Indonesia's first high-speed train also hitting snags due to demands for exclusivity.
THE CONTROVERSIAL Thai-Chinese medium-speed railway project requiring an estimated investment of over Bt500 billion is facing increased uncertainties after the Thai government insisted that China should take more financial responsibility for the 800km-plus rail route from Bangkok to Nong Khai province in the Northeast.
Meanwhile, the Jakarta Post reported that Indonesia’s first high-speed railway connecting Jakarta and Bandung in West Java might see further delays as the Chinese-led consortium has refused to meet some of the government’s requirements contained in the concession agreement.
In Bangkok, Deputy PM Somkid Jatusripitak said yesterday that the project, which was initiated by China during the Abhisit Vejjajiva-led government, is still in place though both countries need to conclude negotiations on the setting up of a government-owned joint venture before proceeding to other aspects of the multi-billion-baht scheme.
The railway system, with trains running at an average speed of between 160 and 180km per hour will connect Bangkok with Map Ta Phut, Nakhon Ratchasima and Nong Khai on the border with Laos where another train track of over 600km will lead to the southern Chinese city of Kunming. This will be part of China’s revival of the ancient Silk Road connecting Southeast Asia, China and central Asia with Europe.
Somkid, who leads the government’s economic team, said Thailand was also asking China to be responsible for civil construction and related work for the 800km-plus railway track instead of just providing trains, rolling stock and related equipment, as the scheme is mutually beneficial so profits should not be the only factor for consideration.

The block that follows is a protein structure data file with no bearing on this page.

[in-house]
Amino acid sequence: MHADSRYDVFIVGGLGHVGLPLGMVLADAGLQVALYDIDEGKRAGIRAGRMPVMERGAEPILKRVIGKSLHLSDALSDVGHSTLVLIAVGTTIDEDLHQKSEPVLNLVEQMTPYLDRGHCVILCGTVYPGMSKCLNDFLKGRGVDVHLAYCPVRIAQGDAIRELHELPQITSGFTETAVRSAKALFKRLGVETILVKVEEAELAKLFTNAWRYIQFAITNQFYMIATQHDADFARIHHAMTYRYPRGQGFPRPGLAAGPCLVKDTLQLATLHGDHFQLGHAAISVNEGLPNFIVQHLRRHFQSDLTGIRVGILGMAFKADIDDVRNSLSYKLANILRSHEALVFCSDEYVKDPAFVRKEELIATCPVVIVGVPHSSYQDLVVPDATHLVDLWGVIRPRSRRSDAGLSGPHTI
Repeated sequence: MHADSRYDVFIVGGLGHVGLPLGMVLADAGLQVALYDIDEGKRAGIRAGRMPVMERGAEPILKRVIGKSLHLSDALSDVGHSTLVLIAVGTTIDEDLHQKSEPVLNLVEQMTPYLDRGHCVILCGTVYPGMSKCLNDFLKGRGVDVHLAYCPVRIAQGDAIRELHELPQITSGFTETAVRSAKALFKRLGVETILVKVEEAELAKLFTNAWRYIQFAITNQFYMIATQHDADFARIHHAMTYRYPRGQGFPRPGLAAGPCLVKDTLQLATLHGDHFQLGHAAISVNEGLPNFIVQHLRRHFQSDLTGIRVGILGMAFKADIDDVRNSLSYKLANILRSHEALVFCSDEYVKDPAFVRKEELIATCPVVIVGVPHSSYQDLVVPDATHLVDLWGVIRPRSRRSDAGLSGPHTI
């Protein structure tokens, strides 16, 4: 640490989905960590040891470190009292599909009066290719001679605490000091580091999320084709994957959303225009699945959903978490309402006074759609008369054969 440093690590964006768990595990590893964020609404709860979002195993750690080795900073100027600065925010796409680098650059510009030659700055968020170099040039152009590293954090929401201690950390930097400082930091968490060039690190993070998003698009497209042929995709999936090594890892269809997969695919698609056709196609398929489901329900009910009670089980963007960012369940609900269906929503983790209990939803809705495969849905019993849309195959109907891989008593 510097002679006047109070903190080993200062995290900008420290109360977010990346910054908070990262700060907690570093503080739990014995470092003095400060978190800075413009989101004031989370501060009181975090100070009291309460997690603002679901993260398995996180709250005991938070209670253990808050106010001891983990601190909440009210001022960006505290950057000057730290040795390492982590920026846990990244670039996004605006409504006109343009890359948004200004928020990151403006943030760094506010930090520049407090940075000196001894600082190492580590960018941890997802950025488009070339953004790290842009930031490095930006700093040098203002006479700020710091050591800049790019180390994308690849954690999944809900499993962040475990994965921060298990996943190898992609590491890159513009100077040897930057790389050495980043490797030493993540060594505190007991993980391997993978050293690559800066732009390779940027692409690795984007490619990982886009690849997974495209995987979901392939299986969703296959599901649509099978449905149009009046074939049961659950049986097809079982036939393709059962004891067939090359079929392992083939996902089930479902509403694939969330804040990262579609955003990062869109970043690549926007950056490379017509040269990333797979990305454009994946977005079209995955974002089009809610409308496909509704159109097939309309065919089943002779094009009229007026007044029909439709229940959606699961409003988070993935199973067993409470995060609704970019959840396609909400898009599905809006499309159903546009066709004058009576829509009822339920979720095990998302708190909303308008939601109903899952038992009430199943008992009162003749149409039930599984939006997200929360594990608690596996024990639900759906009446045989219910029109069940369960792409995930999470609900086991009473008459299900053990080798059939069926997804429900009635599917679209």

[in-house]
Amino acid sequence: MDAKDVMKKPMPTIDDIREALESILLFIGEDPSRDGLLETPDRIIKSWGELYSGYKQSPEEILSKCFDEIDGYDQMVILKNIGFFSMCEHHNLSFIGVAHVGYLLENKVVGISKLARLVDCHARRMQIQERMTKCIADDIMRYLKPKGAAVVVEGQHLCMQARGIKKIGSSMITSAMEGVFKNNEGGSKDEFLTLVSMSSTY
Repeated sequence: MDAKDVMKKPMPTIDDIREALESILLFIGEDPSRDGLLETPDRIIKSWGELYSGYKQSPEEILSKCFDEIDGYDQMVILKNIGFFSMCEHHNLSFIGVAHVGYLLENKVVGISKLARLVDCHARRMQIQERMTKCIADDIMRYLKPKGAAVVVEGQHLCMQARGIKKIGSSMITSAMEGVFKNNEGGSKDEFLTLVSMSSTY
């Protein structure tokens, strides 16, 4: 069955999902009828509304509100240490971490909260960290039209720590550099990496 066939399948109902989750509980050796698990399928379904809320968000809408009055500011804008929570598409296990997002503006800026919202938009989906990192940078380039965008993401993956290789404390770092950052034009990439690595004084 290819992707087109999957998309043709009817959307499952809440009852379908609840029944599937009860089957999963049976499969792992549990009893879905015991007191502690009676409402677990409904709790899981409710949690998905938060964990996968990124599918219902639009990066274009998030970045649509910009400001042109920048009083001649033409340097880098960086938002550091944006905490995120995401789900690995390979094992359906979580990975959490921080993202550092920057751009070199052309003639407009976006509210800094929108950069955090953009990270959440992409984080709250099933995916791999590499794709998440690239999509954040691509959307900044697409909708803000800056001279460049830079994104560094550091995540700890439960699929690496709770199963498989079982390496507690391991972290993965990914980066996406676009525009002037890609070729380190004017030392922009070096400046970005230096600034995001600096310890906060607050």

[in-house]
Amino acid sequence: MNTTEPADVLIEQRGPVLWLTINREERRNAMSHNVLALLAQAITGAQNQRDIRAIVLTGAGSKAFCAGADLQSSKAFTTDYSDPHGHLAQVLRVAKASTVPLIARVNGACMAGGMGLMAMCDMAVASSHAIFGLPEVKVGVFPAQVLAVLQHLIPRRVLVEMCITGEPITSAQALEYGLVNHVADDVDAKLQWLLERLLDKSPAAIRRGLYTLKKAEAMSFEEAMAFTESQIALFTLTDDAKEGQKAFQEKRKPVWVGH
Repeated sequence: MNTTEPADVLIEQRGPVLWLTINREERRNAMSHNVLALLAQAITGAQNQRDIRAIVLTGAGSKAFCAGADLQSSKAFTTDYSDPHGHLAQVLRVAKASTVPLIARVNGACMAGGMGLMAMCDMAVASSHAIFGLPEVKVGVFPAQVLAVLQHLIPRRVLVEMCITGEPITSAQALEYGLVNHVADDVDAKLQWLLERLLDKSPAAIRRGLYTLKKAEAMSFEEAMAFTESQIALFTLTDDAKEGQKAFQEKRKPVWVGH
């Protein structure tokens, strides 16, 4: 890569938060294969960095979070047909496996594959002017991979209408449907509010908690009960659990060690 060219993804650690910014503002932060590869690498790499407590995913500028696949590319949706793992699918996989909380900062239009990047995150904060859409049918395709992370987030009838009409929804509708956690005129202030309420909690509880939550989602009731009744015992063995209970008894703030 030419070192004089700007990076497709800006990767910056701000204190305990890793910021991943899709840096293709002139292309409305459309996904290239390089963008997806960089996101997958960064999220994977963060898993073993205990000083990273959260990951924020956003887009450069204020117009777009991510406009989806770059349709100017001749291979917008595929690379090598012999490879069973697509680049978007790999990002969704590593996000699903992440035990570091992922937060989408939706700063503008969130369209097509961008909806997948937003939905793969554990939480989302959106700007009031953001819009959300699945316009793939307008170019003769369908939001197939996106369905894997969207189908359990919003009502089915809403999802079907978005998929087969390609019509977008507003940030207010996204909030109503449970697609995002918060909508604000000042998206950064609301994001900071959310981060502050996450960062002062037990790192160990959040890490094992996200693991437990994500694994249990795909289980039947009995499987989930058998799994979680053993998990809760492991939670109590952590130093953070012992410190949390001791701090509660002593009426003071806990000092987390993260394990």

“But there is no conclusion yet, and we have to continue to negotiate with China. We will do so until there is a deal. At present, it’s only a matter of principle [for both sides to pursue the project],” he said.
Samart Rajapolasit, a former deputy governor of Bangkok responsible for mass-transit projects, said in a Facebook post that the Thai side will have to shoulder responsibility for as much as 88 per cent of the total investment if civil construction and related works are not included as part of the deal with China.
According to Samart, trains, rolling stock and related equipment would only account for about 20 per cent of the total investment.
In response to Thailand’s request for a bigger investment in the project, China has suggested that the project be modified to reduce the cost by turning the Nakhon Ratchasima-Nong Khai route to a single track instead of a double one.
In addition, China has sought the right to develop areas along the route for commercial benefits in exchange for boosting its equity to 70 per cent of the total.
Over the past few years, there have been nine rounds of negotiation between Chinese and Thai negotiators, including those during Abhisit and Yingluck Shinawatra governments. The 10th round of talks was due later this month in China.
In a related development, Thai and Japanese officials launched a 12-foot container train service at Nong Pla Duk Junction in Ratchaburi province on an experimental basis as part of a service from Bangkok’s Bang Sue Station to Kanchanaburi and Aranyaprathet.
The pilot service is part of the memorandum of cooperation (MOC) signed in Tokyo on November 26, 2015 between Thailand and Japan.
The Nong Pla Duk Junction will not just be linked from Bangkok to Laem Chabang deep seaport, but also to the Dawei deep seaport in Myanmar.
Meanwhile, the Jakarta Post reported that though the consortium led by the China Railway Corporation agreed that the government would only provide a political guarantee instead of a financial guarantee as earlier demanded, it has asked Indonesia for exclusive rights to use the route.
PT Kereta Cepat Indonesia China (KCIC) president director Hanggoro Budi Wiryawan said on Thursday that if another high-speed railway can be built near or along the Jakarta-Bandung route, it would hurt the financial viability of the consortium.
“The demand for exclusivity is fair,” he said, adding that with an investment of up to US$5.5 billion, the consortium did not just need legal certainty but also business certainty. He insisted that such exclusive rights should be part of the political guarantee promised by the government and it should be clearly stated as part of the concession agreement.